LIVING TOGETHER: the contributions of civil society

We have seen these steps outlined very clearly during the most instructive workshops yesterday and the statements by the other three pillars of the Council of Europe today.

On the basis of the participants’ experience from the ground, the workshops confirmed the challenges listed in the “Living together” report: economic and social insecurity, growing intolerance and increasingly widespread support for xenophobic parties, as well as low participation and inadequate legal frameworks.


Wishes expressed by participants

    · Work based on synergy, involvement in decision-making, throughout the process on an equal footing with all the stakeholders, not only in the political field, but also in the economic, social and cultural fields. In a fully participatory partnership!
    · The provision by decision-makers of means for publicising the experience of NGOs, their knowledge of developments on the ground (and many of us have innovative experience to offer…); all this experience must be disseminated beyond the local level;
    · Use by the Council of Europe of the NGOs’ specific features and diversity. The Council has equipped itself for this with its political recognition of the Conference of INGOs and the holding of forums like this one;
    · Mobilisation of the media;
    · As also underlined by Ambassador Arif Mammadov, Chair of the Committee of Ministers’ Rapporteur Group on Education, Culture, Sport, Youth and Environment, ensure openness towards the image of the other in both schools and universities;
    · Publicise and develop intercultural skills by using lifelong non-formal education methods.


    · Make NGOs eligible for the Council of Europe prize currently awarded solely to educational establishments;
    · Enable NGOs to propose the use of non-formal education curricula to schools and teachers;
    · Draw up a code of good practice to allow monitoring;
    · Set aside a special time slot in the media for promoting cultural diversity


Wishes expressed by participants

    · Positive discourse concerning diversity, at all levels, based on best practice;
    · Stronger commitment by political leaders;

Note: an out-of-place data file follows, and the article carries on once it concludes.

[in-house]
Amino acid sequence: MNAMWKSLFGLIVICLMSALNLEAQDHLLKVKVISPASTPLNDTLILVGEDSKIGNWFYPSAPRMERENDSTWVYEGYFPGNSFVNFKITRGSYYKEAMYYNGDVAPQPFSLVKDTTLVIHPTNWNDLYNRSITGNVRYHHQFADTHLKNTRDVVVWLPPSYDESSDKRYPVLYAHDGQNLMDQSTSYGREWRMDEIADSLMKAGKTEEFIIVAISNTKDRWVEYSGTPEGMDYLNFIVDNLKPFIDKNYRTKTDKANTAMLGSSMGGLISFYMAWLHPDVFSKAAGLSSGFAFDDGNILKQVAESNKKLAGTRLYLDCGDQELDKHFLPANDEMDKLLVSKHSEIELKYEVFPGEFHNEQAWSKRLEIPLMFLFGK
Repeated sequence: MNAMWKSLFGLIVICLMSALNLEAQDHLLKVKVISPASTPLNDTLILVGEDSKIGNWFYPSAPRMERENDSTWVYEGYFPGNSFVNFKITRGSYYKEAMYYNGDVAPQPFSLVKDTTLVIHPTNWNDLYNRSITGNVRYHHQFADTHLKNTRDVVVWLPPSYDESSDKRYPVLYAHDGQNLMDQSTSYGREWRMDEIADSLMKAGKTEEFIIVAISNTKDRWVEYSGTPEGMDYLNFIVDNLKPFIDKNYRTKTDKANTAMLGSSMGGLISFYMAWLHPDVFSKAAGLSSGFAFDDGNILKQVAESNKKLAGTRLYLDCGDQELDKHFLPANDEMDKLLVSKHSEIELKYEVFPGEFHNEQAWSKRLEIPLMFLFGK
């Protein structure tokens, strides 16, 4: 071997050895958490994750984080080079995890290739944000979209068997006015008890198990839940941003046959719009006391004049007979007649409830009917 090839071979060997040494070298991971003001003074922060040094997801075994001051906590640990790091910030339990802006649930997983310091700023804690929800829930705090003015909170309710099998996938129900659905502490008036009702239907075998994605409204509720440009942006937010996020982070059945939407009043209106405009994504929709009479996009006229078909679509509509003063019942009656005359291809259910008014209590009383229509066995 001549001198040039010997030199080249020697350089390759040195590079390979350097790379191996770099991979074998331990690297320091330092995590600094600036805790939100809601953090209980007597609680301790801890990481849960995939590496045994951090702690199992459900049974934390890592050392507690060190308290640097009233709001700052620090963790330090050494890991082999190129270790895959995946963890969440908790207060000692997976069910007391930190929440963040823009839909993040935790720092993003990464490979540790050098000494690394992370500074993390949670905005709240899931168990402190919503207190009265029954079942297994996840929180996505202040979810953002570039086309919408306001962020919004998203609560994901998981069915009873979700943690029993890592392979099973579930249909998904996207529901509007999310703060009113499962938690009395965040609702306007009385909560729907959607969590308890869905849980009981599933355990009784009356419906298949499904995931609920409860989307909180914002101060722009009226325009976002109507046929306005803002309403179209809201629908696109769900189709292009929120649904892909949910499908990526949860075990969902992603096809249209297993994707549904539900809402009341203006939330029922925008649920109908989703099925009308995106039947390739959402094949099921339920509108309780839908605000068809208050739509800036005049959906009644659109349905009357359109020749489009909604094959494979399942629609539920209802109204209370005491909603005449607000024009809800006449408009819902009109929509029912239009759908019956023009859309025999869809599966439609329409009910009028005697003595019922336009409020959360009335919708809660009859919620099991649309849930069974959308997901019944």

· Priority integration of people from different backgrounds. Ensure integration in both directions, while avoiding assimilation.


    · Development of criteria and indicators for measuring social cohesion;
    · Development by NGOs of positive discourse as a soft-power tool for influencing governments;
    · Establishment of formal structures. NGOs must be able to be active in participatory bodies and at all levels!
    · Improve the flow of information, including on the web, in particular through social networks;
    · Develop databases to establish “communities of practice”;
    · Ensure the representation of different members of cultural and religious communities in the public sector, including the justice system and the police.

The two workshops made use of the Council of Europe’s legal instruments, including the Social Charter.


In conclusion, I would like to quote some strong and telling comments, which speak for themselves:

“We believe that the voice of civil society must be heard in this organisation” (Ambassador Eleanor Fuller, Chair of the Ministers’ Deputies)

“Whatever they do, don’t wait for other people; go your own way!” (Edward Mortimer, Rapporteur of the Group of Eminent Persons)

“Telling people the truth is our shared responsibility! We must be truthful and courageous!” (Latchezar Toshev, Former rapporteur on “Living together in 21st- century Europe”, Member of the Political Affairs Committee and the Committee on Culture, Science and Education of the Parliamentary Assembly)

“Everyone has a voice and a story to tell; give them a microphone!” (NGO in the room)

“We should go beyond tolerance and carefully listen to people’s views!” (Michael Connarty, Member of the Committee on Culture, Science and Education of the Parliamentary Assembly)

We should stay in contact with countries of origin and transit countries” (Emer Costello, Councillor, Dublin City Council, Clip Network)


Today many people are afraid of Islam. And many people are afraid of other peoples and cultures, too. This fear must not be ignored. But it cannot be overcome without dialogue. We are here to give that dialogue substance and to move ahead. To quote Mr Jagland in an address to the Parliamentary Assembly on 24 January 2011:

All great projects in history combine vision with pragmatism. Believing in something even very enthusiastically is not enough; it is what we do that makes the difference between great ideas and great illusions.”

Our NGOs are already doing innovative work: we must publicise it and keep up the struggle!

By Israel Mensah
Vice-Chair of the Democracy,
Social Cohesion and Global Challenges Committee
of the Conference of INGOs